POLITICS

Bill would transfer EI, tax benefits to grandparents caring for grandkids

03/26/2013 12:12 EDT | Updated 05/26/2013 05:12 EDT
OTTAWA - Betty Cornelius gets choked up when she recalls the day nearly two decades ago when she was given a stark choice — take over care of her grandchild, Asheleigh, or see her go into foster care.

Cornelius chose to look after her granddaughter, who had special needs after being abused.

But it would mean drastic changes in the life of retirement that she and her husband had been preparing.

"We had to sell our home, we had to move to our unfinished cottage, and our retirement 55 plan has now become a work 'til you die plan," she said at an Ottawa news conference Tuesday, her voice cracking.

"That might sound fun, but it isn't fun when you're watching your 62-year-old husband come home exhausted."

Cornelius had to quit her job. And because she quit, she didn't qualify for Employment Insurance benefits.

A New Democrat MP is aiming to changed that, to give benefits to grandparents who suddenly find themselves caring full time for their grandchildren.

Claude Gravelle's private-member's bill would qualify grandparents to receive EI benefits to raise a grandchild under five.

It also proposes changes to the Income Tax Act to let grandparents claim child-care deductions that are currently only available to a low-income spouse.

Both measures, he said, are cost neutral because they would mean a transfer of benefits, not an increase.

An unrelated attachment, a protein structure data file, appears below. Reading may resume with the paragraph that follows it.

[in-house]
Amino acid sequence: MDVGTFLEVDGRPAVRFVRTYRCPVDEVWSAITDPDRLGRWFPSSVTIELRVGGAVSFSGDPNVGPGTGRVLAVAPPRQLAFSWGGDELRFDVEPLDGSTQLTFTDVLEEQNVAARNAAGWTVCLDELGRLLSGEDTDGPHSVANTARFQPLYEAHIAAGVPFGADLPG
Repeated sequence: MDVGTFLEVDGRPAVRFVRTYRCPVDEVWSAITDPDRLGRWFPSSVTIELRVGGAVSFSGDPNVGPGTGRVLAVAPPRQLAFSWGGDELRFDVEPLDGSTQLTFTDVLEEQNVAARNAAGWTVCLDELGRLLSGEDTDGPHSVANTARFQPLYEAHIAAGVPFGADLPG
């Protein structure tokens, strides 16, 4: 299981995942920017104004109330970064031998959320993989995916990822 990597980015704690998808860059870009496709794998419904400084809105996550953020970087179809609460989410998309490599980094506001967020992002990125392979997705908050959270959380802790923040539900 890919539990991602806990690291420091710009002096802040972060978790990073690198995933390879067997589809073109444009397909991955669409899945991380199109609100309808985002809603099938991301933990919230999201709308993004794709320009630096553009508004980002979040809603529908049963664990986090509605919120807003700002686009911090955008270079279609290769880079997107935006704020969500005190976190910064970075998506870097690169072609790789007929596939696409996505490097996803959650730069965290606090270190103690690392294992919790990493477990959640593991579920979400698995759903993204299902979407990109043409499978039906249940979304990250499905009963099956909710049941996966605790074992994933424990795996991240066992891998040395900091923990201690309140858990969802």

"The EI portion of the bill is tied to the child," he said. "One person is going to get the EI, not two."

The number of grandparents raising their own grandkids has grown dramatically over the last two decades, said Gravelle.

The 2011 census indicated at least 75,000 children were being raised by their grandparents, a 20 per cent jump from 2006.

Private-member's bills rarely pass through the House of Commons to become law.

And Cornelius, who is the founder of a group called CANGRANDS Kinship National Support, knows that all too well.

The MacArthurs Mills, Ont., woman has seen five grandparent support bills introduced since 1997, both provincially and federally, only to watch them fail.

But she's not giving up, because, she says, it's just the right thing to do.

"I believe we're saving the government and doing a great service for our country," she said.

"When you look at the foster care costs, versus me taking a year off working and nurturing (my granddaughter), you have to look at the results."